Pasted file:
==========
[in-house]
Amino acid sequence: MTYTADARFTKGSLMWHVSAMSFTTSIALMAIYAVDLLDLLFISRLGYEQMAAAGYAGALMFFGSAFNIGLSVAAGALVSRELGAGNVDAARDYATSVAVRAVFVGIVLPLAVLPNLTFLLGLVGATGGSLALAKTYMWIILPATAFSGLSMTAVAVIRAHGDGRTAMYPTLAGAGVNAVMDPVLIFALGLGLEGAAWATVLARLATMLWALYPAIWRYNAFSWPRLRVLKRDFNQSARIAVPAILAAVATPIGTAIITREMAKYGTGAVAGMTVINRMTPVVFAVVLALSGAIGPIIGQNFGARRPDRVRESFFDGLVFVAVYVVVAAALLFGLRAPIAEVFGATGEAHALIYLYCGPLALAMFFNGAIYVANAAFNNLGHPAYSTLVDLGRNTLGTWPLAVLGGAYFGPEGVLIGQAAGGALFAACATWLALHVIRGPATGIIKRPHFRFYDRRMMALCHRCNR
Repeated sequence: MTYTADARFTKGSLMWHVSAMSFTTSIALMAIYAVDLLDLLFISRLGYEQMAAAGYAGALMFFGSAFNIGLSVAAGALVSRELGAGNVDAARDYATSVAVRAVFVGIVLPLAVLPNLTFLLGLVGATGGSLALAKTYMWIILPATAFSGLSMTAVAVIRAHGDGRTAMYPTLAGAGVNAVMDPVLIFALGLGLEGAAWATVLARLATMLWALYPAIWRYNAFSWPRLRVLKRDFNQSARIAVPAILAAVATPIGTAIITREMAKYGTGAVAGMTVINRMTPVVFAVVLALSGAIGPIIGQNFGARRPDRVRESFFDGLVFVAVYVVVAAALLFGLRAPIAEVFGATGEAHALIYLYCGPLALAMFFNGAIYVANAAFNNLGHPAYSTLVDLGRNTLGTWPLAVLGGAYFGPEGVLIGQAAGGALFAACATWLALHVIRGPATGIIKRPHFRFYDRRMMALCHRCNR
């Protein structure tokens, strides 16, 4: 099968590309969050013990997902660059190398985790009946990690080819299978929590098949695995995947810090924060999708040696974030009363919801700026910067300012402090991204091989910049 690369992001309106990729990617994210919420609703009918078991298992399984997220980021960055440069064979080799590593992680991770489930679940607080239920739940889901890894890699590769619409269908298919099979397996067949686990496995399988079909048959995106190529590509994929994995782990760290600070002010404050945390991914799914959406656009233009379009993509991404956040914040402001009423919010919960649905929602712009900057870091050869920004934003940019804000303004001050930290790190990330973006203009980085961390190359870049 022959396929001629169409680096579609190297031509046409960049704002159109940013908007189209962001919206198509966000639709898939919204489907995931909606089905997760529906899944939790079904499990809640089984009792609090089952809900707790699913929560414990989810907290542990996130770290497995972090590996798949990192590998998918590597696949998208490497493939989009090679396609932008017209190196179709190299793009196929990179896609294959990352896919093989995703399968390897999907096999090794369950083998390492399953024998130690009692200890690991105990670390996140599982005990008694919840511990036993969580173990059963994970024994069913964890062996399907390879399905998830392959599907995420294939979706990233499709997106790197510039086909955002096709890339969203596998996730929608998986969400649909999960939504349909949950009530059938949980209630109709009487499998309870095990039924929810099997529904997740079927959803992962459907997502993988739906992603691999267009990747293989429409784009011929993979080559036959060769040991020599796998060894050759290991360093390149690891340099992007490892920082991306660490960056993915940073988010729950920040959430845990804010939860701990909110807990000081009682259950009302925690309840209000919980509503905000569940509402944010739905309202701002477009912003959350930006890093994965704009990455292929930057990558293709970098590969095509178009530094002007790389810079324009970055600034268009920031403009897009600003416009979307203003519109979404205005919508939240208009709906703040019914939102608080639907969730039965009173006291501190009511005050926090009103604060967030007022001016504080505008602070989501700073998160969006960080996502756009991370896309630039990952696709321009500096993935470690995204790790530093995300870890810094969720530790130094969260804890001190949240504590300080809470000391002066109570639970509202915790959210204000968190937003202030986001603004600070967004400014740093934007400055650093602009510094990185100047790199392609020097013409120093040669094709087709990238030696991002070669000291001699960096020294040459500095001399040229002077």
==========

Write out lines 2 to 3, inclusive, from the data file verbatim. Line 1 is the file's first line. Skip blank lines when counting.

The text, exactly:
Amino acid sequence: MTYTADARFTKGSLMWHVSAMSFTTSIALMAIYAVDLLDLLFISRLGYEQMAAAGYAGALMFFGSAFNIGLSVAAGALVSRELGAGNVDAARDYATSVAVRAVFVGIVLPLAVLPNLTFLLGLVGATGGSLALAKTYMWIILPATAFSGLSMTAVAVIRAHGDGRTAMYPTLAGAGVNAVMDPVLIFALGLGLEGAAWATVLARLATMLWALYPAIWRYNAFSWPRLRVLKRDFNQSARIAVPAILAAVATPIGTAIITREMAKYGTGAVAGMTVINRMTPVVFAVVLALSGAIGPIIGQNFGARRPDRVRESFFDGLVFVAVYVVVAAALLFGLRAPIAEVFGATGEAHALIYLYCGPLALAMFFNGAIYVANAAFNNLGHPAYSTLVDLGRNTLGTWPLAVLGGAYFGPEGVLIGQAAGGALFAACATWLALHVIRGPATGIIKRPHFRFYDRRMMALCHRCNR
Repeated sequence: MTYTADARFTKGSLMWHVSAMSFTTSIALMAIYAVDLLDLLFISRLGYEQMAAAGYAGALMFFGSAFNIGLSVAAGALVSRELGAGNVDAARDYATSVAVRAVFVGIVLPLAVLPNLTFLLGLVGATGGSLALAKTYMWIILPATAFSGLSMTAVAVIRAHGDGRTAMYPTLAGAGVNAVMDPVLIFALGLGLEGAAWATVLARLATMLWALYPAIWRYNAFSWPRLRVLKRDFNQSARIAVPAILAAVATPIGTAIITREMAKYGTGAVAGMTVINRMTPVVFAVVLALSGAIGPIIGQNFGARRPDRVRESFFDGLVFVAVYVVVAAALLFGLRAPIAEVFGATGEAHALIYLYCGPLALAMFFNGAIYVANAAFNNLGHPAYSTLVDLGRNTLGTWPLAVLGGAYFGPEGVLIGQAAGGALFAACATWLALHVIRGPATGIIKRPHFRFYDRRMMALCHRCNR